( Photo by E.V.Zemcov )
Heroes – that’s what you novelists are looking for…. Let me tell you a little story: once upon a time, a good while ago now, during the reign of the late emperor, there lived a government official who served first in St. Petersburg and then in Kiev, I think, where he died… The humble and quiet little fellow all his life suffered such inner torments over serfdom, over the fact that in Russia a man created in the likeness and image of God could be so slavishly dependent on a man such as himself, that he began to scrape and save out of his own meager salary, denying his wife and children almost the necessities of life; and when he managed to accumulate enough, he would buy some serf’s freedom from his landowner. Of course, it would take him ten years to free one man. In the course of his whole life he managed in this way to redeem about three or four people, and when he died he left nothing to his family. This all happened without publicity, quietly, unknown to everyone. What sort of hero can he be, of course! He’s ‘an idealist of the forties’ and nothing more; perhaps even ridiculous and not very skillful, because he thought that he could struggle against all this evil with only his own petty, individual effort… Yet these are the sort of people we need! I am terribly fond of this ridiculous type of petty official who seriously imagines that he, with his microscopic efforts and stubborn persistence, is capable of aiding the common cause without waiting for some widespread campaign and general initiative.
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Retired Japanese policeman
on a mission to prevent suicides
(Yukio Shige on patrol)
Retired policeman Yukio Shige is still on patrol, walking daily along the Tojinbo cliff, one of the best-known suicide spots in Japan where he pursues a private mission to prevent people leaping.
Shige’s method of persuading someone to stay alive is quite simple, he said.
When he spots a person standing on the edge of the cliff, he talks to them gently and brings them back to his cafe, where he serves them warm rice cake.
“You can see what the person is here for just by looking at the way they stand on the edge,” he said. “Most of them look relieved and soon break down in tears when I just say hi.”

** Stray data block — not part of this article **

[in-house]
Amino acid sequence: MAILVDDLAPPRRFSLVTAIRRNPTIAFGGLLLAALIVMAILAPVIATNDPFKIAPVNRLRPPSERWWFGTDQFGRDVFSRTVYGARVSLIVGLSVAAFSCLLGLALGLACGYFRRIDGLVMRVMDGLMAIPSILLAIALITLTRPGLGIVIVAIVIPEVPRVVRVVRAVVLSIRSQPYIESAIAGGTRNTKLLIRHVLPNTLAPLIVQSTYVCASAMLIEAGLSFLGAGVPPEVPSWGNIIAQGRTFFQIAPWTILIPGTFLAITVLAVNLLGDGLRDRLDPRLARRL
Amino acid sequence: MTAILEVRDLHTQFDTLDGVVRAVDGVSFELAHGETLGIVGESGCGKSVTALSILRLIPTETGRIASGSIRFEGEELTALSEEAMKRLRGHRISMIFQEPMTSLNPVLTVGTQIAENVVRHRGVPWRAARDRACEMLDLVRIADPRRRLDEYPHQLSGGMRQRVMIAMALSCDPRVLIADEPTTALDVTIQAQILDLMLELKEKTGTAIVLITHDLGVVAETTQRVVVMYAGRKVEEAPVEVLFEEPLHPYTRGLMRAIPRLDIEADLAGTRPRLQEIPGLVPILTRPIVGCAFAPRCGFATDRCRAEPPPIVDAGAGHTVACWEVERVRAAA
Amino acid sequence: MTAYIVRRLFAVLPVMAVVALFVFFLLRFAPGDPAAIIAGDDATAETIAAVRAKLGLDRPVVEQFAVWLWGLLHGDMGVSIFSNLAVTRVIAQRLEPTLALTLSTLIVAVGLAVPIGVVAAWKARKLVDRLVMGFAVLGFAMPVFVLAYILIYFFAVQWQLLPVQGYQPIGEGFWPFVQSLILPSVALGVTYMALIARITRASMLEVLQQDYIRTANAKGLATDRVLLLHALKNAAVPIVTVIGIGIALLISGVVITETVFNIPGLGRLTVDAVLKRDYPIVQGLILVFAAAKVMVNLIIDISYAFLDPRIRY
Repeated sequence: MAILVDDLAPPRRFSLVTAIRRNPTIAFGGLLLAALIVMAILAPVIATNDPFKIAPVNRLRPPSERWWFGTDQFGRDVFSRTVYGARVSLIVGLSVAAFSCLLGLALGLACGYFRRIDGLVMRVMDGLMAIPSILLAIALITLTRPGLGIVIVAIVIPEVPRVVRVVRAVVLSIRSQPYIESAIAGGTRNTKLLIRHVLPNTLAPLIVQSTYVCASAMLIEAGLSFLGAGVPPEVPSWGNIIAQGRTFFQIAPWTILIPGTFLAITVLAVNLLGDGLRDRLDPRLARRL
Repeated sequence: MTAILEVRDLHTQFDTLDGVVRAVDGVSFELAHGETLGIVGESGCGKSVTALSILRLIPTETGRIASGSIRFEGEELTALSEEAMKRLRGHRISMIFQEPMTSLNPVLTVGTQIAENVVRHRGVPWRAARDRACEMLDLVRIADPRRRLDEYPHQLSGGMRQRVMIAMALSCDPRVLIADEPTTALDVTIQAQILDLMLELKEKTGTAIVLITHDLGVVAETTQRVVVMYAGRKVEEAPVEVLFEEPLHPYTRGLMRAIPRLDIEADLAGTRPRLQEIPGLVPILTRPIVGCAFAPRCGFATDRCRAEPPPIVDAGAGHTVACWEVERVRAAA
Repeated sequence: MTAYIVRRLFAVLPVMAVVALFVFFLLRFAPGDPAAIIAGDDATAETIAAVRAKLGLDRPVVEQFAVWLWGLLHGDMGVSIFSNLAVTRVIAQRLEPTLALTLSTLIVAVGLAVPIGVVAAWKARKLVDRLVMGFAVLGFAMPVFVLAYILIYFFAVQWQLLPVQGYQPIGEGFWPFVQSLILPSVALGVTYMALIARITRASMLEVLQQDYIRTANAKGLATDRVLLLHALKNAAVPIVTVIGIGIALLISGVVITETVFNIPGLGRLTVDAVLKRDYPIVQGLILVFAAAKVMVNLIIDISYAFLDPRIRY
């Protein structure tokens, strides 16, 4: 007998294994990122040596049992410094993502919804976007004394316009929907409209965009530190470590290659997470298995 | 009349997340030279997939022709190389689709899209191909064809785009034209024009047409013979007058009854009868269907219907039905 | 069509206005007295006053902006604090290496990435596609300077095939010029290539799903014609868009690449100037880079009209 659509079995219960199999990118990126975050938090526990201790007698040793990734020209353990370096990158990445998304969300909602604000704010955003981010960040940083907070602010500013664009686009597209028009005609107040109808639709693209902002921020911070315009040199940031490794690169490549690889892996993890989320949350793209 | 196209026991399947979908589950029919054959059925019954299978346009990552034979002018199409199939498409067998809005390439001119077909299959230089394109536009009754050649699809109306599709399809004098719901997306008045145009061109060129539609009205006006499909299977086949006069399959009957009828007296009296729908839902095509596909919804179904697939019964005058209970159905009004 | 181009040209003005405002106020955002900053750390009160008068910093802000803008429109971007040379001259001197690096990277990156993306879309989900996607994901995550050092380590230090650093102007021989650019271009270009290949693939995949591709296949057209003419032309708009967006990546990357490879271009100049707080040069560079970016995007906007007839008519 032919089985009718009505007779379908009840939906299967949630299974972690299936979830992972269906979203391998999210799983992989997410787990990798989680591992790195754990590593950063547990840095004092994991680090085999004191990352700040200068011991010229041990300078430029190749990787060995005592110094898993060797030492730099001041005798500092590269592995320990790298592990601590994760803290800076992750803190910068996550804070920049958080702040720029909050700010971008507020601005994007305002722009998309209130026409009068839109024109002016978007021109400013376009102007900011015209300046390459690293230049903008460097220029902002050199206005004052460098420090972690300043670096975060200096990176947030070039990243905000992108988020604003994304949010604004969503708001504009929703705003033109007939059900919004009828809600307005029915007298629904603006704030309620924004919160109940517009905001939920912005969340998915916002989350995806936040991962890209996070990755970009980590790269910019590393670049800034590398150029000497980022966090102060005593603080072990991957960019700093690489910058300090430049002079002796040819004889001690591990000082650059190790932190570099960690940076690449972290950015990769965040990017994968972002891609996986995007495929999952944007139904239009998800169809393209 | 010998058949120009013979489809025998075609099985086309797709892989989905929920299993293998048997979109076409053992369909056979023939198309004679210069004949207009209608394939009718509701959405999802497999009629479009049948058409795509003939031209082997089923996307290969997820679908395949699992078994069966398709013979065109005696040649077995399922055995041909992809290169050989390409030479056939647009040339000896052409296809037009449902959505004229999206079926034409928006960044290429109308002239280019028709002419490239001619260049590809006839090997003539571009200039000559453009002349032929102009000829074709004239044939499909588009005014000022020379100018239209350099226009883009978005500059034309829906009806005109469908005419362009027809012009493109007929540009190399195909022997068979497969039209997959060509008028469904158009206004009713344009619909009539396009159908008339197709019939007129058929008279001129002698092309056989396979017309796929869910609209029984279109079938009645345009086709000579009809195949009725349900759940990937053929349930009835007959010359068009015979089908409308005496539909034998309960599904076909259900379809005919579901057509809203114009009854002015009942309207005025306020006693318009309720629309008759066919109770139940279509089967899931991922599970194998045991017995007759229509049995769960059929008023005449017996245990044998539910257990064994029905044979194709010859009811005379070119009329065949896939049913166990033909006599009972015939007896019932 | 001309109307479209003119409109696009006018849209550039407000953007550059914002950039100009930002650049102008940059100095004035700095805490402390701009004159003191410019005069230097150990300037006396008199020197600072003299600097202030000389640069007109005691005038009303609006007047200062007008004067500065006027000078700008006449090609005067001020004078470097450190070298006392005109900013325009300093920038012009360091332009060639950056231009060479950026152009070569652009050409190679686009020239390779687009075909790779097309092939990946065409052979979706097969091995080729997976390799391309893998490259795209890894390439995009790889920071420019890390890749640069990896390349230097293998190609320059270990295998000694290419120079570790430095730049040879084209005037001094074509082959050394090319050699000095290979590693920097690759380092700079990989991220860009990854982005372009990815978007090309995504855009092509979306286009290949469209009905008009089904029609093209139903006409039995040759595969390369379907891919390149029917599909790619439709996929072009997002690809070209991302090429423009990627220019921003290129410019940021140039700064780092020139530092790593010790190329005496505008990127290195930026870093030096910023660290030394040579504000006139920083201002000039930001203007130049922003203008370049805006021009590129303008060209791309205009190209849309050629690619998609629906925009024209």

Shige, 64, said he had no idea until just before his retirement in 2004 how many people jump to their deaths from the sheer rocky cliff of Tojinbo, which faces the crashing waves of the Sea of Japan (East Sea).
“I’ve seen as many as 10 dead bodies being recovered in one month,” he said.
“I was just stunned by this, but what struck me even more was that people here said it was normal for this place.”
Upon retiring, he opened a small cafe near the cliff edge and established a non-profit group to support people coming to Tojinbo in distress.
Since then he has patrolled along some 1.4 kilometres (0.87 miles) of the rocky cliff almost every day, scouring the precipice with binoculars.
He and his supporters say they have prevented 167 people from leaping in the past four years and eight months…
Japan has one of the highest suicide rates in the world, with more than 30,000 people killing themselves every year since 1998…
In Tojinbo alone, 257 people leapt to their deaths in the decade to 2007, with many others attempting but failing to die, Shige said…
Before retiring to Tojinbo, Shige spent most of his 42-year career as a detective, chasing crimes such as underground gambling and drug violations.
Five years ago, the last before his retirement, he was assigned to a police station covering Tojinbo cliff in central Fukui prefecture…
Shige and Kawagoe often travel home with the people they talk out of suicide. And when people have no home to go to, the pair find them somewhere to live and give them money until they can get by on their own.
While Shige is the frontman in the operation, Kawagoe has her own reasons to help people on the edge.
“I myself lost my parents in suicides when I was 15,” said Kawagoe. “My father hanged himself and my mother later swallowed pesticide to follow him. Both times I found their bodies.
“I had never disclosed this to anyone. But when Mr Shige asked me to join his work, I thought I had to face it,” she said.
“I learned many people have their own problems. I just cannot let them go alone,” she said…
( from the Free Library )